Maybe Scotland Will Win Independence, Get Invaded by Russian Sailors

Scotland is tantalizingly close to declaring independence from Great Britain and setting up as a sovereign nation. But there are so many implications! Like, say, this Business Insider post's suggestion that an independent Scotland could get invaded by Russians on submarines. Let's explore, shall we?

Now, I don't really have an opinion on Scottish independence, although I am a fan of such national innovations as the munchy box and the deep-fried Mars bar. And I'm known to give Russia's territorial aspirations the hairy eyeball, so if anyone should go for this theory, it ought to be me. And what a theory has been assembled by James Cook, BI "European technology" reporter and the man in charge of "@LedZepNews." He has brought all his geopolitical expertise to bear on this story.

The gist of Cook's hypothesis, you see, is that the U.K. has the bulk of its Trident nuclear missiles—based on submarines—stationed in Scotland. Should the highlanders opt out of Great Britain in a referendum on Sept. 16, military planners in England will simply take all their nuclear toys and go home, leaving Scotland defenseless against, well, whatever:

Put simply, the Russians sail their submarines into Scottish waters on a regular basis. Russian vessels approach Scottish waters about once or twice a year, close enough to require the Royal Navy to perform counter-maneuvers.

And Russia has a recent history of military adventurism, in the Ukraine.

Cook bases his post almost entirely on a report by the Royal United Services Institute, a hawkish U.K. think tank founded by the Duke of Wellington. He goes on to explain how hard it will be for Scots to fund their own Navy, and how easy it's been for Russians to get really close to Scotland, so obviously INVASION! Yer mawz bawz!

Unassailable as the logic of this strategic endgame seems, let me assail it anyway:

It assumes the mere presence of submarine-launched ballistic nuclear missiles is what deters a Russian invasion of Scotland.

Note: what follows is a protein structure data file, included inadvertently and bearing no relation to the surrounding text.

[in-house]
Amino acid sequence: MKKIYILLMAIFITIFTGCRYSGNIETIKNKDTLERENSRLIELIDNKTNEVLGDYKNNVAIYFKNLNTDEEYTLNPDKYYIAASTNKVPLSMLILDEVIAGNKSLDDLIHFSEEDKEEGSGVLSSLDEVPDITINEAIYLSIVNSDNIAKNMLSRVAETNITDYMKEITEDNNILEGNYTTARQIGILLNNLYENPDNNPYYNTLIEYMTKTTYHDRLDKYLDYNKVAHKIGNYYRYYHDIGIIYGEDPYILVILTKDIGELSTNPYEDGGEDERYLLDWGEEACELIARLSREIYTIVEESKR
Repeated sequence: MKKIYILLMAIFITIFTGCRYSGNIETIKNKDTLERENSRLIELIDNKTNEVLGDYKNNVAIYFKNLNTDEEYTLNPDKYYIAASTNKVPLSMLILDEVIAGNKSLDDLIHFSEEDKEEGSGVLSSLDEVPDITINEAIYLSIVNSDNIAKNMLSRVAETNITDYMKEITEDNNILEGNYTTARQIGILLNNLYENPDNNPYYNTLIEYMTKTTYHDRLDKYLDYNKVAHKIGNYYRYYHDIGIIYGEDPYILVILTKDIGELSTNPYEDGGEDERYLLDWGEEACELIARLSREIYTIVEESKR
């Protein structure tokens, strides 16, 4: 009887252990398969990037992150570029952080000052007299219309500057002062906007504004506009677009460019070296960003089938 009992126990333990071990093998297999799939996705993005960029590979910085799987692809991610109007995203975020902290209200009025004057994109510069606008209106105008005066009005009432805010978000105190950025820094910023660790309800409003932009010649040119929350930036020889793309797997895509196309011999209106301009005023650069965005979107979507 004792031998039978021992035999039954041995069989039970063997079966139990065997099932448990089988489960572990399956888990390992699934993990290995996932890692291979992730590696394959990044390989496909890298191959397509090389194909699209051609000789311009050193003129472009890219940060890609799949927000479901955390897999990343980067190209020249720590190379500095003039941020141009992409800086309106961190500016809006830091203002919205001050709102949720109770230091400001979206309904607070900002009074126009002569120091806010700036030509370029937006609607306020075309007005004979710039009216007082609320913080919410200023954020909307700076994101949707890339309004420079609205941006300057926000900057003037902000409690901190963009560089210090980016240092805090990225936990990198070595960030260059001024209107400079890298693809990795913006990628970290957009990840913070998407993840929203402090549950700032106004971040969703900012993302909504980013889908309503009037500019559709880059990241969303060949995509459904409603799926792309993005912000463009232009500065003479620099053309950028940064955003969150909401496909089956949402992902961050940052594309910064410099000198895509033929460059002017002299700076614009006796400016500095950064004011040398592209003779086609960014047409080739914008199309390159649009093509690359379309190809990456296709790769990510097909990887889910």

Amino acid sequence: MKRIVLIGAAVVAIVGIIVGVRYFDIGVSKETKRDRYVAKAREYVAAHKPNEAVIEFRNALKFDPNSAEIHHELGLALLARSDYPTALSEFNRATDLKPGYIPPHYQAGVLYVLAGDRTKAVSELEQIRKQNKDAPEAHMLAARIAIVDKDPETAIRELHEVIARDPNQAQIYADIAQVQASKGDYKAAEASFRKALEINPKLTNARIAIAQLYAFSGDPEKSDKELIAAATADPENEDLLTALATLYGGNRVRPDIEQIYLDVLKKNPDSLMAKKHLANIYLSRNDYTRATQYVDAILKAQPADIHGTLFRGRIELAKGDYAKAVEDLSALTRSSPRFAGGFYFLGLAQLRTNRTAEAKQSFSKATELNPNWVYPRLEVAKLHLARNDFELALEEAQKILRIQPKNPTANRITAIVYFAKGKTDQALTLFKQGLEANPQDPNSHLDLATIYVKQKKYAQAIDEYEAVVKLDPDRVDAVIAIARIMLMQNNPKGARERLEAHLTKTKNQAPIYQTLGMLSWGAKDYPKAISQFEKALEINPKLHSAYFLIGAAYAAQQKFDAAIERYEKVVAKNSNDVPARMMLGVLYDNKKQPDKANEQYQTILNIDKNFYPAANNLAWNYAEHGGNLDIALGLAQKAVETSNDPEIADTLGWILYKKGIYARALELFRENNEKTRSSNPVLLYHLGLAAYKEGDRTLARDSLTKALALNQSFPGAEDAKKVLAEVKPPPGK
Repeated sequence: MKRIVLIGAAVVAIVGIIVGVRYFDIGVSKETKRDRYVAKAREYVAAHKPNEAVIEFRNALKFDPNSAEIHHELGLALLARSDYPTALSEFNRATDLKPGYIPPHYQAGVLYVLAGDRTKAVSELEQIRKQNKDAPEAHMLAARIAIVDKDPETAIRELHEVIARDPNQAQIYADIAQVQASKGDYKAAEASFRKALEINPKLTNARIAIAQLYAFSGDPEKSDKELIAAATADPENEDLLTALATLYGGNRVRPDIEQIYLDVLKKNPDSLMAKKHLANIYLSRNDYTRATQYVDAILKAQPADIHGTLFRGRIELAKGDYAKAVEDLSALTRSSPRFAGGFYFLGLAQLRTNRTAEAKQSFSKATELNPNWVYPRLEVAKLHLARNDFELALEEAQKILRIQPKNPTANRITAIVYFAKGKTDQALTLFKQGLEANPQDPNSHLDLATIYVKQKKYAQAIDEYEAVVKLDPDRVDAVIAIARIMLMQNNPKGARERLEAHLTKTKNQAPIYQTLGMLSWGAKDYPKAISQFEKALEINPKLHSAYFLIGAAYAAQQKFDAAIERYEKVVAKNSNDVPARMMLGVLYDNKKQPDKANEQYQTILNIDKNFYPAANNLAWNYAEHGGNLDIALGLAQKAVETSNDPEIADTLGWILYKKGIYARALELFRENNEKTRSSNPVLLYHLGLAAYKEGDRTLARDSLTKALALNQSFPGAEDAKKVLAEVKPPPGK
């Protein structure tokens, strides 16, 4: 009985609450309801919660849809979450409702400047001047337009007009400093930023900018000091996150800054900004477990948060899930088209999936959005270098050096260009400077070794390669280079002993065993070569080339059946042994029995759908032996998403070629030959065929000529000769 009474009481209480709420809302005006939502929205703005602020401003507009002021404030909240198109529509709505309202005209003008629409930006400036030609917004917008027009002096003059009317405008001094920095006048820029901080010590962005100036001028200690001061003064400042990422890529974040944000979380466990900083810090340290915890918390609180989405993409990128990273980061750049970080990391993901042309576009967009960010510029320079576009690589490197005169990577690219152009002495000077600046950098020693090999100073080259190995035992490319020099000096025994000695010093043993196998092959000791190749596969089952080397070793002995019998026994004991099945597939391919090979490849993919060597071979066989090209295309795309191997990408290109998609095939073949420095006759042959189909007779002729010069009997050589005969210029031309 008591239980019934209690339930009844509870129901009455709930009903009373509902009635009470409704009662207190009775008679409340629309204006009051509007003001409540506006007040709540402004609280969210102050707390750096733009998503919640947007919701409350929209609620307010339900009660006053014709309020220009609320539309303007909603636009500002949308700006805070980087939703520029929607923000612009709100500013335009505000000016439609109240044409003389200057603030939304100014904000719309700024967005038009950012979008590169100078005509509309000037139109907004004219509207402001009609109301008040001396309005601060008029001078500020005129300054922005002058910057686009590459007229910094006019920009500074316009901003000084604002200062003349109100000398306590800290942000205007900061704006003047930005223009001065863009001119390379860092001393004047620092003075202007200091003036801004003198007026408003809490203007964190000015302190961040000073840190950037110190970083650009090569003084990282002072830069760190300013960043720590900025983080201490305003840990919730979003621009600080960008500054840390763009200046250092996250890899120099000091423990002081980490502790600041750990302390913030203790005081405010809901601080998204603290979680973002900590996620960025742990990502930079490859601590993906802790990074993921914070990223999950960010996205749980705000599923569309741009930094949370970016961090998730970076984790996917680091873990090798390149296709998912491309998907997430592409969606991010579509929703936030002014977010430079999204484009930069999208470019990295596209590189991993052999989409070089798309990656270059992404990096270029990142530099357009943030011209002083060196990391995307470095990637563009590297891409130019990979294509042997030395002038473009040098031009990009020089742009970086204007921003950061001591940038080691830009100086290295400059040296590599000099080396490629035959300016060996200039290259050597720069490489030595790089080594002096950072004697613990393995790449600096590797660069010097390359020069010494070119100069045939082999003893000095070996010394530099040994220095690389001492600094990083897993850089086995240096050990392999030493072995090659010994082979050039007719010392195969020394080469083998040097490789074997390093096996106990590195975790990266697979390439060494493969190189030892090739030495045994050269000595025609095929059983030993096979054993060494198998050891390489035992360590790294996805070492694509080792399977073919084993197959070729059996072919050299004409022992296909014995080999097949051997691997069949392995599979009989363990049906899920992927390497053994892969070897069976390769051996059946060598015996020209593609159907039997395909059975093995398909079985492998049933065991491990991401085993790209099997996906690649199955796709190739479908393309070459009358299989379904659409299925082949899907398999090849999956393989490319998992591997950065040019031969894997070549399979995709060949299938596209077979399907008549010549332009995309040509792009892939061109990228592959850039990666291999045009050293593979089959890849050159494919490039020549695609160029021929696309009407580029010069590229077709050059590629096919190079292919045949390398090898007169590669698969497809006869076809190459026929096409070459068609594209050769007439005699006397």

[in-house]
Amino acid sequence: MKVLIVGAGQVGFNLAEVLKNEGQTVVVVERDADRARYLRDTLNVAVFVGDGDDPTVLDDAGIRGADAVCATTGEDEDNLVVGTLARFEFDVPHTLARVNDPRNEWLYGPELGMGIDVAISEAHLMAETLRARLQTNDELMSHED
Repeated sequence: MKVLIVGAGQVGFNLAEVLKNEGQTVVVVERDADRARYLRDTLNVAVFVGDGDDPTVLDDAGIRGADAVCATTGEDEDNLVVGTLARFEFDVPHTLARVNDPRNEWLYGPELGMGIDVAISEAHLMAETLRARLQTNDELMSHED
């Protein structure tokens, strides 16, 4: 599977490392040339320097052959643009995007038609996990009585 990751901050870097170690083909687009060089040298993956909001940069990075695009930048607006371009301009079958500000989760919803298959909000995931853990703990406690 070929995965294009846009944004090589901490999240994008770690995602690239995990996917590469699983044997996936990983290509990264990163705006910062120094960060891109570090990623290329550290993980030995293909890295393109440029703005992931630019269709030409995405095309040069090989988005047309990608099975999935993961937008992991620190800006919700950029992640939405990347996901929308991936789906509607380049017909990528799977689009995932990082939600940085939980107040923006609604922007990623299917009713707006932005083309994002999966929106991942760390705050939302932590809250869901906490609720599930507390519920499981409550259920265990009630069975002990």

Except, of course, most of those functional missiles aren't in Scotland at any given time, they're in submarines, on patrol, out in the briny deep somewhere. The homeport's location matters little for broader strategic purposes. (And anyway, if you were the Boris Badenov caricature of a Russian despot that Cook seems to believe in, wouldn't you rather invade Scotland and score some free nukes, rather than invade a nukeless Scotland and just score a couple rounds of golf with dudes in kilts?)

Also, Scotland can declare independence, but it can't physically detach itself from Great Britain, which would still have a big nuclear Navy and all, and might not take kindly to the Russian bear getting all intimate with Nessie like that.

Also also, Great Britain has this whole North Atlantic Treaty Organization thing, which an independent Scotland would likely join as a matter of course, that treats an attack on any member nation as an attack on all, so most of the Western military deterrent to Russian invasion—like, you know, America's arsenal of 5,000-plus nukes—is still in place.

In fairness, Cook salts his argument with a couple of subtle caveats. Caveats like:

  • The Rumsfeldian unknown unknown: "We don't know for sure what Russia is actually doing in the seas around Scotland (if anything)."

and

  • The Crazy Ivan: "Although there is absolutely no reason for Russia to invade Scotland, the departure of Trident from Northern waters could—in theory—let the Russians do whatever they like up there."

Yes, in theory. Other theories Cook could investigate next:

  • If Key West makes the independent Conch Republic a reality, Cuba could annex that shit in less time than it takes Castro to give a speech.
  • If Texas opts completely out of Obamacare, cut-rate Mexican family doctors could be greeted as liberators in Austin.
  • If the police pull their MRAPs and snipers out of Ferguson, Missouri, the communists will take over—and maybe KANSAS WILL BE NEXT.
  • If journalism doesn't work out, Cook could annex a desk in a defense contractor's communications office at any moment, and without warning.

[Photo credit: Wikimedia Commons]